Aperture: The aperture is the opening of the reed. The opening should be oval rather than round or diamond shaped. Sides should close first, center last.
Back: This area of the reed falls below the heart. Using the American scrape, you’ll see four scraped areas of the back (two on each side of the reed). The back is about half the length of the reed. It is about 11mm in length.
Bark: The shiny part of the cane is called bark. The tip and back shouldn’t have any bark left. You should have about 3mm of bark beneath the bottom portion of the back, and the rails will also be bark. Similar to rests in music, the bark — the unscraped portions of cane — are very important.
Blend: This is the area between the heart and the tip. You want a smooth transition between heart and tip. A smooth blend allows the vibrations to go from the tip down through the heart and back. You don’t want the blend to look like a quick drop-off. you want it to be gradual.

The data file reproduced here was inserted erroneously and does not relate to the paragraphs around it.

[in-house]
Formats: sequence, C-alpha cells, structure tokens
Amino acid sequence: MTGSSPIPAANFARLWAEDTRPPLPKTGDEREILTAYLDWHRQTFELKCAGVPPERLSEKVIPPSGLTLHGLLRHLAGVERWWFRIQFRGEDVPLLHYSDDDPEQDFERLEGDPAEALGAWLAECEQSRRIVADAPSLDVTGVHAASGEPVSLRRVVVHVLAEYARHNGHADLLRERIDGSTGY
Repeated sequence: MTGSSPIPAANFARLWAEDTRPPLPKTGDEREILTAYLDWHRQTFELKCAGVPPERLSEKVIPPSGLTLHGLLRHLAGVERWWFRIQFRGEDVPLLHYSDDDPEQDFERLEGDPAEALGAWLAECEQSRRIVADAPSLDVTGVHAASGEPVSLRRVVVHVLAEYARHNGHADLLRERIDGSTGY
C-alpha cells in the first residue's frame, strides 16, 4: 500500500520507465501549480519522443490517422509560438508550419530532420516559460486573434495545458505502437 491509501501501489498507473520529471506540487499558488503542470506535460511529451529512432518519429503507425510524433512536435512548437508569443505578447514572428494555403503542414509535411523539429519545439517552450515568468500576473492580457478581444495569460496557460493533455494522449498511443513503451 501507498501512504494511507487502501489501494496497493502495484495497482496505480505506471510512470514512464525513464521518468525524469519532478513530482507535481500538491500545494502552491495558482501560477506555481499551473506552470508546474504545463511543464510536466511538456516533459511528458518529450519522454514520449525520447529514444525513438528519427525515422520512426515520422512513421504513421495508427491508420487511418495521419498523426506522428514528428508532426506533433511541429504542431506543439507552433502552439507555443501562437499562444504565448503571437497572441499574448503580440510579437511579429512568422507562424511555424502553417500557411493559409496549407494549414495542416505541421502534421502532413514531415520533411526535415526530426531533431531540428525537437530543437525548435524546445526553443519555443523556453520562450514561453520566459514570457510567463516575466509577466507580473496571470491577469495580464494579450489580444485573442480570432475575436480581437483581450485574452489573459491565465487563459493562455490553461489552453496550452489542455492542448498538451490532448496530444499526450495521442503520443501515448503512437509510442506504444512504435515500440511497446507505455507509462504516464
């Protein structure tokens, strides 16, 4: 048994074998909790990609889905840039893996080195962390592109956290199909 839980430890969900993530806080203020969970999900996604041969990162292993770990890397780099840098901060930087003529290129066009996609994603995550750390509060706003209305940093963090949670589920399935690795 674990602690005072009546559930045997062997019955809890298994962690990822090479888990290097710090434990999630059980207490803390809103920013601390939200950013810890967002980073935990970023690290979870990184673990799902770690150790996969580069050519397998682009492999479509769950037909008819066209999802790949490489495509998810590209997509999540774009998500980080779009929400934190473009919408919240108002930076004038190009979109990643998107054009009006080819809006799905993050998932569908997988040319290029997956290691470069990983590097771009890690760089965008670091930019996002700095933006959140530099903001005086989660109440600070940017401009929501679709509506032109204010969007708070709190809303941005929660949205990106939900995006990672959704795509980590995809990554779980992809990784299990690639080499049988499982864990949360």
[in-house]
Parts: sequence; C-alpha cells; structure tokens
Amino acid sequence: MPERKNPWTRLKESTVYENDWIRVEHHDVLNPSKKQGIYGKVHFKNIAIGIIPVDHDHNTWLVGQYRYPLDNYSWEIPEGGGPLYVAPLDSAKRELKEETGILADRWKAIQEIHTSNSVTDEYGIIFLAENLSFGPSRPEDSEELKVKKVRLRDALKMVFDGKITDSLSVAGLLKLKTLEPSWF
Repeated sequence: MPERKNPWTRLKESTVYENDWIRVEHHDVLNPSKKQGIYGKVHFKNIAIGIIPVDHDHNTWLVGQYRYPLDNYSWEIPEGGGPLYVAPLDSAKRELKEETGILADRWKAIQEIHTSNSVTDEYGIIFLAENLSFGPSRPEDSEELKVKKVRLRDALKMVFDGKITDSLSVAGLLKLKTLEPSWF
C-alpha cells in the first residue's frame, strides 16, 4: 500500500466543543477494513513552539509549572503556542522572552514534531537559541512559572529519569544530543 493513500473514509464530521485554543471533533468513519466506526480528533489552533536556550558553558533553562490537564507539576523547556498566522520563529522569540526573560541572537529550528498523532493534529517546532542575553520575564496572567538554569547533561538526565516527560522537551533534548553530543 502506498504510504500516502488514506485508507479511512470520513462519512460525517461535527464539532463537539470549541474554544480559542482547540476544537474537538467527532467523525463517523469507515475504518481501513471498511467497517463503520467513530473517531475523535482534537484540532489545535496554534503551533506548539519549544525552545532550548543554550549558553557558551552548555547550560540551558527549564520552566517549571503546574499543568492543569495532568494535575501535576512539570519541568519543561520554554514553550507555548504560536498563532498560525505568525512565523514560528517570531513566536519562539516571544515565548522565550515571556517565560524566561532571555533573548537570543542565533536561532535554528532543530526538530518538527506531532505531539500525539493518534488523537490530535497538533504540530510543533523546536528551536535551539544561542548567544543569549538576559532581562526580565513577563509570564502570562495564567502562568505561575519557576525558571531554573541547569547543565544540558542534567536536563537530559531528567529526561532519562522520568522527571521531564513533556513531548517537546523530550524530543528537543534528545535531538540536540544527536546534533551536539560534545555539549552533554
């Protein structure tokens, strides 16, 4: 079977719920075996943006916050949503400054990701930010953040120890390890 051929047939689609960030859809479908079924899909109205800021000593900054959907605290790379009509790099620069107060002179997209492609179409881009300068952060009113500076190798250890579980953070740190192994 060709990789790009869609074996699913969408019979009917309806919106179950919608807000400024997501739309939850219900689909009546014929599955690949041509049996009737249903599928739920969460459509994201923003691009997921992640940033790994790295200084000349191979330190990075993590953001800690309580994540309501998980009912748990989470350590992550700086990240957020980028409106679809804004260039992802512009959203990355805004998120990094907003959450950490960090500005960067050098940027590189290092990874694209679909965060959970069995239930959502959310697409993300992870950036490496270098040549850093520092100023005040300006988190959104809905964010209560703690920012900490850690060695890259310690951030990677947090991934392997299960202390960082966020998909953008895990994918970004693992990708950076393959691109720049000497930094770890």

Heart: The heart is in between the tip and the back. This is, in fact, the heart of the reed! Scrape too much and you’ve lost your sound and strength. It’s best to deal with this area very carefully. It is around 5mm long. (My heart is sometimes shorter than this, actually.) It is thicker than the upper portion of the back.
Rails: On each quadrant there is a slim portion on the edges that is left unscraped until you reach the heart.
Spine: The center of the reed is always the thickest part. You want to be able to see a center line that runs from the back all the way to the tip when you hold the reed to the light (it shouldn’t be so thick that you see it without back light). This is called the spine. It’s about as important as your own spine. (Well, maybe not quite, but close!)
Tip: The end, or tip (duh!), of the reed. The sides of the reed begin at around 66, while the center of the tip is around 2mm higher, so that there is an inverted, stretched out v-shape. If your reed is 70mm long you have a 4mm long tip on the sides, and 68 in the center.